Apple on the attack! Company cites sideloading for platform’s malware woes

It’s no secret that the late Steve Jobs despised Android and considered it to be a blatant rip-off of iOS. Jobs famously said that he wanted to destroy Android and would do so even if he had to wipe out Apple’s cash assets. To the average layman, both operating systems appear to be similar but there are huge differences as phone enthusiasts know.

Apple blames Android malware on the platform’s ability to sideload apps

Where iOS is, to use the typical cliche, a “walled garden,” Android is open giving users the opportunity to customize their devices to their liking. And while Apple has borrowed from Android recently (the use of homescreen widgets, the new customizable lock screen coming in iOS 16 are two examples), one Android feature that Apple is adamant about never offering, is the ability to sideload apps.

Android users have the ability to install apps from third-party app stores. This is called sideloading and Apple has been under pressure from governments at home and abroad to allow it on the iPhone. The recently passed Digital Markets Act (DMA) in Europe could force Apple to allow sideloading on its devices (along with providing some sort of cross-platform support for messaging and allowing third-party payment options for iOS apps).

Not that sideloading is without its issues. Allowing the use of third-party app stores out of Apple’s control could lead iPhone users to accidentally install malware on their handsets. The Senate Judiciary Committee has called Apple’s stance on sideloading “unfounded, disingenuous, and dishonest.” But Apple has returned service with a strongly written letter of its own to the committee which was obtained by 9to5Mac.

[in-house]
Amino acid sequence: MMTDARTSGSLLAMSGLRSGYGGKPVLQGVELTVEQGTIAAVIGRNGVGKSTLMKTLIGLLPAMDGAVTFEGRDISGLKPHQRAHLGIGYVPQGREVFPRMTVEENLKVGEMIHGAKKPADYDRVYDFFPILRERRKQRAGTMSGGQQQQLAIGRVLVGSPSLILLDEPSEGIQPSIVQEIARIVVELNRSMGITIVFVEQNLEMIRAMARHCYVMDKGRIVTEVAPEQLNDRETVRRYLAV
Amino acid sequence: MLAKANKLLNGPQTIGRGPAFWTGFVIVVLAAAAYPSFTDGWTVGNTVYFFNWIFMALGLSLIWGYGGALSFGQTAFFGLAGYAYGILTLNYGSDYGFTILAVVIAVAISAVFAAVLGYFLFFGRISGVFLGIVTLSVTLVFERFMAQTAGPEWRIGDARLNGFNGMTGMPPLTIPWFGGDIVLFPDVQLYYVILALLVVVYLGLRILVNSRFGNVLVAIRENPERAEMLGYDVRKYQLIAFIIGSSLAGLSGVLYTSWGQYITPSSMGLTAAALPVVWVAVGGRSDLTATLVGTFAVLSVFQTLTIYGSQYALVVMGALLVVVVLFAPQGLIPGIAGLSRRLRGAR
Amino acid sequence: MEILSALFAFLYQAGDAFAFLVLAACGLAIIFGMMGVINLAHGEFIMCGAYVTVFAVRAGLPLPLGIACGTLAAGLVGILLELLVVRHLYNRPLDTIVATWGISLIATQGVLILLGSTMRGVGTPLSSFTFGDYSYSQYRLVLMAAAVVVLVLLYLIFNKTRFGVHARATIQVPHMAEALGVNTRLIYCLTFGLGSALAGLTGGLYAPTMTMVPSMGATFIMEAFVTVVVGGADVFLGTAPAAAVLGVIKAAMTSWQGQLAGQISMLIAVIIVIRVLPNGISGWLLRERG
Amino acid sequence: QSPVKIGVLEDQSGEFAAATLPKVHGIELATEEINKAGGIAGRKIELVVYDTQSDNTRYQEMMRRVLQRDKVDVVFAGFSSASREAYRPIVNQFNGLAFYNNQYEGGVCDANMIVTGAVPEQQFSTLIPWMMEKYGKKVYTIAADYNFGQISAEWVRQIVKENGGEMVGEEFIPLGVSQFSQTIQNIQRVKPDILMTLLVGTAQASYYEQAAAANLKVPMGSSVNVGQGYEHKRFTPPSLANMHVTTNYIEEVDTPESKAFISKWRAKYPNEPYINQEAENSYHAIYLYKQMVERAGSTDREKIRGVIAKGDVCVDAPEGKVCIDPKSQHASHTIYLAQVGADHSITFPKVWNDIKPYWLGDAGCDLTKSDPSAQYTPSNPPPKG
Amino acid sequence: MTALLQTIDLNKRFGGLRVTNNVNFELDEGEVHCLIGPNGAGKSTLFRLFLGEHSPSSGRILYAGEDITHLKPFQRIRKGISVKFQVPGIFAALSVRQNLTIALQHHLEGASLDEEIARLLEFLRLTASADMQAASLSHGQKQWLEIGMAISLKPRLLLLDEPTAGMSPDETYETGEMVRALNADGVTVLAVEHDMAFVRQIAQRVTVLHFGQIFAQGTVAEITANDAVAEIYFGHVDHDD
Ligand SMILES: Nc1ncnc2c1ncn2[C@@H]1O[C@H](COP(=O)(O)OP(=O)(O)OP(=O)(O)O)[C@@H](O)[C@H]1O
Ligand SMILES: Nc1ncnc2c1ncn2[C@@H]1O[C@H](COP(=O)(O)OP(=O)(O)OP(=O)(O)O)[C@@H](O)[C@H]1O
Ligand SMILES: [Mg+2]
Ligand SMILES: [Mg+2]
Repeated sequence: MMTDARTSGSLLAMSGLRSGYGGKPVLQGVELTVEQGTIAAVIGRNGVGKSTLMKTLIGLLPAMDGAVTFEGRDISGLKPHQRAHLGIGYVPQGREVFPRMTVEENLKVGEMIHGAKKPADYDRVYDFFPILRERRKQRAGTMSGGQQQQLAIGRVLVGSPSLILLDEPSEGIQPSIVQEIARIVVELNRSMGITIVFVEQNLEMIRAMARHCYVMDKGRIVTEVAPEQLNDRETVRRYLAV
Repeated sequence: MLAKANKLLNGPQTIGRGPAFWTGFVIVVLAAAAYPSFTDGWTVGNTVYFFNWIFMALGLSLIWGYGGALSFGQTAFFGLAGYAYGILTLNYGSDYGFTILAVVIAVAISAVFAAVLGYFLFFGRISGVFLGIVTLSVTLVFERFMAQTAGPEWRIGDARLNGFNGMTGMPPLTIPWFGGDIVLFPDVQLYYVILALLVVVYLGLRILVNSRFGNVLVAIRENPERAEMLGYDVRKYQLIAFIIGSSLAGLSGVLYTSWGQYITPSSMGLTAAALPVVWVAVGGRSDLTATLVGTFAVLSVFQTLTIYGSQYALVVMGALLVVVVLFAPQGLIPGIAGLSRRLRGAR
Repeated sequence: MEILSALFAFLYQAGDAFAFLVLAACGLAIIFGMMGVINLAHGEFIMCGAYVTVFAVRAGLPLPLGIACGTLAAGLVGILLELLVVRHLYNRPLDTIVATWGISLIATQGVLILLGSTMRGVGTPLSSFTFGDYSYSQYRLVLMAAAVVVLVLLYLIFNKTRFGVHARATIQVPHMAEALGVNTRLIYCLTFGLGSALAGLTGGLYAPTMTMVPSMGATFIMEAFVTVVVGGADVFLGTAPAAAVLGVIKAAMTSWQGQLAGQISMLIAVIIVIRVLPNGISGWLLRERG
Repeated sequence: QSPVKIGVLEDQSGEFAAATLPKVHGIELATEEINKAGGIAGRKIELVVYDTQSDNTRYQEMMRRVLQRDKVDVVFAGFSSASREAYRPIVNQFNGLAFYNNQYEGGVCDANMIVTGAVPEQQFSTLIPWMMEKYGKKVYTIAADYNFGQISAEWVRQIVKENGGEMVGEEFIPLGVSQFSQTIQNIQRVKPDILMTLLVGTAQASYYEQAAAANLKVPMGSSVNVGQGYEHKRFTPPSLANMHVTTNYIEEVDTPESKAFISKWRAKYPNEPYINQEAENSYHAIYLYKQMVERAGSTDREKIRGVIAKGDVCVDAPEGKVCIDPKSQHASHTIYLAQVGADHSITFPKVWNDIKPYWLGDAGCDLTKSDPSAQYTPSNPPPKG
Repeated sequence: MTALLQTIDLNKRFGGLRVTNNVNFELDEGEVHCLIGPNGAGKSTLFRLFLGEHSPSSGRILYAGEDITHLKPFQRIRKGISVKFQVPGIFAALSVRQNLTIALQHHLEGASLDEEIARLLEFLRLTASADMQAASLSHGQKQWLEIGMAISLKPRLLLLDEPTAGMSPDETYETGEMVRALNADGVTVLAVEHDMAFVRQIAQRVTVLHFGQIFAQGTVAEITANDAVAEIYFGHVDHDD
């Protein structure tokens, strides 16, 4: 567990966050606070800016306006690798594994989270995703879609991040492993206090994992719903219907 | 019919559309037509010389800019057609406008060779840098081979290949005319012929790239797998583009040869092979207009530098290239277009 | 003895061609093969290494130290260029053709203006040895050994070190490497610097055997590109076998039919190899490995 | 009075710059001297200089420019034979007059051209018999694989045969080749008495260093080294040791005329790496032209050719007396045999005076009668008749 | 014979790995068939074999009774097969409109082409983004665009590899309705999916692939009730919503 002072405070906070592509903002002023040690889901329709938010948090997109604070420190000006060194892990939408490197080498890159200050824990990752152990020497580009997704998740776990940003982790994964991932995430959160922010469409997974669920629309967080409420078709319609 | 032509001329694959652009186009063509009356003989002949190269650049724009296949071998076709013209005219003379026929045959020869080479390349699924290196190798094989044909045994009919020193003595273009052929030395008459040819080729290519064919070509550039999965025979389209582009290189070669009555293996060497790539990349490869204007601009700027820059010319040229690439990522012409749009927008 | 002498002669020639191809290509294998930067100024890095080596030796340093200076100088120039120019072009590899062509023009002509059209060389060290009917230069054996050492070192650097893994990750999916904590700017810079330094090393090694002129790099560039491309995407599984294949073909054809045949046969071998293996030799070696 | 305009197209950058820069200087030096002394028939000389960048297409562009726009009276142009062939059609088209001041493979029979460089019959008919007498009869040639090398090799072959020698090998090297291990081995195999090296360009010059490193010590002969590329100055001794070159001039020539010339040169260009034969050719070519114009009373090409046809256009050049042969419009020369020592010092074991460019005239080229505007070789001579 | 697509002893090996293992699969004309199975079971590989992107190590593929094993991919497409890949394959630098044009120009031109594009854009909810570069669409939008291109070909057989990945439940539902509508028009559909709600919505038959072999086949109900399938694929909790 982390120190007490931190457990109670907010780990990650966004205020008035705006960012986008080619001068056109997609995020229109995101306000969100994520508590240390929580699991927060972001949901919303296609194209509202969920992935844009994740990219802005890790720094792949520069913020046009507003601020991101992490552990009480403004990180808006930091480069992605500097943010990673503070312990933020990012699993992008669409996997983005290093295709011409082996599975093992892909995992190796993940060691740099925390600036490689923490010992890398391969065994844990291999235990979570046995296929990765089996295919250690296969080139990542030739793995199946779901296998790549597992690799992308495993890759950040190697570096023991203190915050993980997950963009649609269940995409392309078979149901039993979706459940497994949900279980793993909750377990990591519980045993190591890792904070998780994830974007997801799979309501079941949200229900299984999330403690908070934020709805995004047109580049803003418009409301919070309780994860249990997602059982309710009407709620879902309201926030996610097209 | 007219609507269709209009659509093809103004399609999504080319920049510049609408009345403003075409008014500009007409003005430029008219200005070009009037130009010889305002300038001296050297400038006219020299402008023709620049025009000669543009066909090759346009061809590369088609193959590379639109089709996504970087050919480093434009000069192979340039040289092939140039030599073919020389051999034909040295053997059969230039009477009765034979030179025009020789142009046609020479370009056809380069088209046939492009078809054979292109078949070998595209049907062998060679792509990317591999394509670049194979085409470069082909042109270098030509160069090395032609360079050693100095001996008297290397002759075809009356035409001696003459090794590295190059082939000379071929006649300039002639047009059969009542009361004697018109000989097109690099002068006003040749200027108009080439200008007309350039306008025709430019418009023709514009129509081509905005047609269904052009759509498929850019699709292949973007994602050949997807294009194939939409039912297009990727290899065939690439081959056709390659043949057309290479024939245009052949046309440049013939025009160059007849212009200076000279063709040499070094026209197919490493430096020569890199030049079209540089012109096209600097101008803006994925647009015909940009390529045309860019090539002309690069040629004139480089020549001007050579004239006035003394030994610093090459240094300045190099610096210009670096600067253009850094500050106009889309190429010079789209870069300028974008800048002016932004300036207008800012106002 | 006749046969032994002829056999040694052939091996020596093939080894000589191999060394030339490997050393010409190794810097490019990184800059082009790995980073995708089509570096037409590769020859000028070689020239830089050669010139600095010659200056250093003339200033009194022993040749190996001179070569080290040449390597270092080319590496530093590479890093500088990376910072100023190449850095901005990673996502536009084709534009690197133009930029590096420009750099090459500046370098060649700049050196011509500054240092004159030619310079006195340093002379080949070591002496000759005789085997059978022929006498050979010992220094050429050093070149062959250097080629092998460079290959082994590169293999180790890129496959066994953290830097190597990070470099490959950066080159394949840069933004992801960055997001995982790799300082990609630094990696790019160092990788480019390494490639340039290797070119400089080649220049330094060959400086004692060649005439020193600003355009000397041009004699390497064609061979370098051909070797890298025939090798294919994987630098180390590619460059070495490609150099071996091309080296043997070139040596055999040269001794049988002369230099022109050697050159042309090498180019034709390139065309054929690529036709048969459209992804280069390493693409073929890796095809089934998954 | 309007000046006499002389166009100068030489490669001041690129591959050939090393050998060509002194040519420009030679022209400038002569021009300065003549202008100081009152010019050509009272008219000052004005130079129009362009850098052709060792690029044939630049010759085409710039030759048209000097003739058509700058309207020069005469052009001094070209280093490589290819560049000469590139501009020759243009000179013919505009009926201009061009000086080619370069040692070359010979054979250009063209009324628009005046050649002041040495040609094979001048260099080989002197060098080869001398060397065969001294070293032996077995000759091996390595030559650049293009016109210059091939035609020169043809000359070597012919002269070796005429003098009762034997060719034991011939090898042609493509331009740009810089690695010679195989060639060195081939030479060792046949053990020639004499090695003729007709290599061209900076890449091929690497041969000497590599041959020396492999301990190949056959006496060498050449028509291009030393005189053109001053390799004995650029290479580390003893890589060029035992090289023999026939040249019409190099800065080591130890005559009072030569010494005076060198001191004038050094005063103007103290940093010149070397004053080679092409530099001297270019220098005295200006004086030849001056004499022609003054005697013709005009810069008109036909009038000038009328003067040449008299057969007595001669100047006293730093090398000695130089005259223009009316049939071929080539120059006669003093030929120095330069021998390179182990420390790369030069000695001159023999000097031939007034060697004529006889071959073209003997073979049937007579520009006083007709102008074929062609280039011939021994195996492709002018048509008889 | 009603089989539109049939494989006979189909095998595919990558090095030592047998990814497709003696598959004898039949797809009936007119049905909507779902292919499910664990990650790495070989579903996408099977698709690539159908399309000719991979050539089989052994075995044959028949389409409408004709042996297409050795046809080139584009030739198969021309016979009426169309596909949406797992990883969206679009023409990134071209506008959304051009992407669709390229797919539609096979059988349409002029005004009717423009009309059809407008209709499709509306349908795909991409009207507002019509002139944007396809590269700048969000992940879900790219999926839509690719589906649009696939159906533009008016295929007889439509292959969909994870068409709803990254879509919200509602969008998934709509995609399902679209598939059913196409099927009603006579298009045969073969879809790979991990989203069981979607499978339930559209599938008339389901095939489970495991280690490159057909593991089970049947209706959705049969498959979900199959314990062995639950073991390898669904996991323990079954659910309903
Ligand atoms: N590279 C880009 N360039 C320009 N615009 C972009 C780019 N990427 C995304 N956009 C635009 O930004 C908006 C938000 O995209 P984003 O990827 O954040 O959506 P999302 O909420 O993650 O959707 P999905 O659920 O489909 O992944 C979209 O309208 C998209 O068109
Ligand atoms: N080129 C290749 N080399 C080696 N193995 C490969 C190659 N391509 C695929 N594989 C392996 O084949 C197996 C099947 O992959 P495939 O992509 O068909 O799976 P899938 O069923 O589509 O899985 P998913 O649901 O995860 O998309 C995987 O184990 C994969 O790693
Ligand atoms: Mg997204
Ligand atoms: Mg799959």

The letter, dated March 3rd, was signed by Apple’s senior director of government affairs Timothy Powderly, The letter points out that of the top 20 Android malware apps listed in Nokia’s 2021 report (which covers 99% of the Android malware detected by Nokia), “not a single one appeared to use a “technical exploit” to get onto the device or perform its attack. These apps all worked within the security boundary of the operating system, with no exploit required.”

The letter notes that security researchers at Kaspersky came to the same conclusion. Kaspersky blamed the malware found on Android phones as the result of cybercriminals “passing a malicious application off as another, popular and desirable one. All they need to do is correctly identify the application, or at least, the type of applications, that are currently in demand.”

Apple asks Congress to keep the status quo

You can read what is going on here. In an effort to defend its no-sideloading policy, Apple is blaming sideloading for all of Android’s malware woes. Apple’s Powderly wrote, “On Android, apps offered outside of the official store and claiming to help protect users’ security turn out, with some frequency, to be malware. For example, it was recently found that an
Android app claiming to be a two-factor authenticator was also used to deliver malware designed to steal sensitive financial data from the user.”

In a comment directed to cryptographer Bruce Schneier, who told lawmakers that Apple’s concerns about sideloading were “unfounded,” the letter states, “Mr. Schneier is correct that ‘sophisticated malware,’ often used by state-sponsored attackers, can bypass device security controls. But on iPhone, such sophisticated malware is highly complex, costs millions of dollars to develop, and often has a short shelf life. While Apple works hard to protect users from every threat, including this type of malware, the vast majority of users will never be targeted by such attacks.”

Apple adds that “To focus the discussion on this rare threat misses what is actually harming millions of users every day on other mobile platforms: social engineering attacks, a threat that the Apple App Store has been incredibly effective at suppressing.” The letter ends with a message pointed at lawmakers: “We hope Congress will preserve consumers’ ability to chose the safest option for themselves and their families.”


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